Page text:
TAs and the Teaching of Writing Across the Curriculum

Guest editors: Tanya K. Rodrigue, Salem State University, and Andrea L. Williams, University of Toronto

Graduate Teaching Assistants (TAs) play a key role in helping students learn how to write in the disciplines. TAs who teach their own courses are responsible for all facets of student learning, including the instruction and assessment of writing. Even when they are not the instructors of record, TAs are often the official or unofficial writing instructor for courses. Undergraduate students rely heavily on TAs to answer questions and provide guidance about their written work. In addition, TAs help students develop critical thinking, reading, and writing skills in recitations, labs, and in face-to-face and online consultations. For all intents and purposes, many TAs across the disciplines are de facto teachers of writing.

Despite the important role many TAs play in teaching writing, relatively little scholarly work discusses their role or potential role in WAC. Most of what we know about disciplinary TAs and the teaching of writing emerges from anecdotal evidence passed along by faculty or TAs at our own institutions, or from talk among colleagues at conferences. However, sustained discussion and research about disciplinary TAs in WAC is essential. With crunched budgets, dwindling faculty positions, and larger class sizes, the number of graduate instructors is rising dramatically. In fact, in some institutions, TAs even outnumber faculty: in 2007, TAs at public research/doctoral granting institutions in the US comprised 41 percent of instructional staff while faculty made up 28.9 percent (US Department of Education Report, 2009). These statistics speak to the growing role TAs are likely playing in disciplinary writing instruction and the critical role they play in achieving the goals of the WAC movement.

The guest editors of this issue of ATD invite proposals that explore theoretical, pedagogical, practical, and administrative issues that attend to TAs as writing instructors across the disciplines. We are seeking articles based on qualitative or quantitative research, such as case studies, surveys, ethnographies or narrative inquiry, in local, national or international contexts. Research may document WAC programs with active TA participation on a local, regional, or national scale, describe/critique WAC TA training and professional development programs, or explore the diverse ways in which TAs take on the role of writing instructors in various contexts. We are also open to theoretical and pedagogical pieces that shed light on TAs' disciplinary enculturation, and the effects this enculturation has on the teaching and assessment of writing in WAC programs. The guest editors hope to receive proposals from faculty and TAs that address the various forms of disciplinary graduate student involvement in writing instruction in multiple contexts. Proposals may address questions such as the following:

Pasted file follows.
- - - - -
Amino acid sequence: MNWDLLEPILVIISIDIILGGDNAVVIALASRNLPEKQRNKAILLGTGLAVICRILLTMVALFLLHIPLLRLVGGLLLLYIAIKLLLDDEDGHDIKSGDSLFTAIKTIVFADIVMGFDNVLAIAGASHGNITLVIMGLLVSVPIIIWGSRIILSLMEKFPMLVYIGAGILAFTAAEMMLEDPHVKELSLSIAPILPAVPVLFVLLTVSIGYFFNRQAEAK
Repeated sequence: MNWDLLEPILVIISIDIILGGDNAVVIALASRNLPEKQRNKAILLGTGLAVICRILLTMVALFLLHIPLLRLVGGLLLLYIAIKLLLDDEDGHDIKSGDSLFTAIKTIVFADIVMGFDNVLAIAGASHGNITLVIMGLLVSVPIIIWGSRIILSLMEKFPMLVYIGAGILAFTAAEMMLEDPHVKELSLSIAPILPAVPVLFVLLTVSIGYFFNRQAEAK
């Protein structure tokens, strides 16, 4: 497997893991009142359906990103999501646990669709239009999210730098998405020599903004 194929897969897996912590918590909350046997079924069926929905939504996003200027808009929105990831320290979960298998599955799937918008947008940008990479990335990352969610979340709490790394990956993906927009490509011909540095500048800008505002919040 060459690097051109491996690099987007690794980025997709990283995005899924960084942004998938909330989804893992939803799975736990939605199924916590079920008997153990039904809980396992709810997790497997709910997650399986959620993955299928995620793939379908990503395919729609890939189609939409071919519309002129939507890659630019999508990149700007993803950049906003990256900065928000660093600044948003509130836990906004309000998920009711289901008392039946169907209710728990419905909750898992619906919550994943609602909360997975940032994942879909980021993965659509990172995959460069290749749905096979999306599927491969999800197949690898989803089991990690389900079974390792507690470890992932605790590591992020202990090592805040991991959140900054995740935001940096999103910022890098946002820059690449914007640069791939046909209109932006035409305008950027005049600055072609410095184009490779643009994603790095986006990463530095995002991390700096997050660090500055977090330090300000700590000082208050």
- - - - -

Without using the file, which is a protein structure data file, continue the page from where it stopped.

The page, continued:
• What does a TA writing pedagogy across different disciplines look like, both within and outside of, formal WAC programs, and in local, national, or international settings?
  • What does scholarly research reveal about best practices for building and sustaining WAC programs with TA participants?
  • What are current models of WAC TA professional development and how do these models prepare disciplinary TAs to achieve WAC goals?
  • What does a cross-institutional study reveal about how WAC administrators address TA resistance in training and professional development?
  • How might institutional forces, administration, disciplinary faculty, disciplinary histories, English departments, TA unions/organized labor, or teaching and learning centers play a role in developing or maintaining WAC programs with graduate instructor participants?
  • What factors contribute to how disciplinary TAs identify (or do not identify) themselves as writing instructors? What role does training and development play in this identity formation?
  • How do TAs' own disciplinary writing practices and knowledge prepare them for working with undergraduate student writers? In what ways does this knowledge inform their writing pedagogy?
  • How do TAs involved in writing instruction position themselves as nascent-experts (both in the discipline and as disciplinary writing instructors) when they themselves are still in the process of disciplinary enculturation?
  • In what ways might writing center theory, assessment research, or other theoretical and professional perspectives offer insight into the roles TAs play in WAC programs?

These questions are meant to provide a general direction for articles. Proposals for related topics and issues are most welcome.

Deadline for Proposals: February 15, 2014

Notification of Acceptance: March 15, 2014

Manuscripts Due: August 15, 2014

Publication: Spring 2015

Proposal Format: Please submit a 500-word proposal explaining your topic, the theoretical and/or experiential base on which you will draw, and your plans for the structure of your article. Proposals and manuscripts should follow APA documentation style (with the single exception that ATD includes authors' first names). Send your proposal electronically (in MS Word format) to guest editors Tanya Rodrigue (trodrigue@salemstate.edu) and Andrea Williams (al.williams@utoronto.ca), and also to ATD editor Michael Pemberton (michaelp@georgiasouthern.edu). Please provide full contact information with your submission.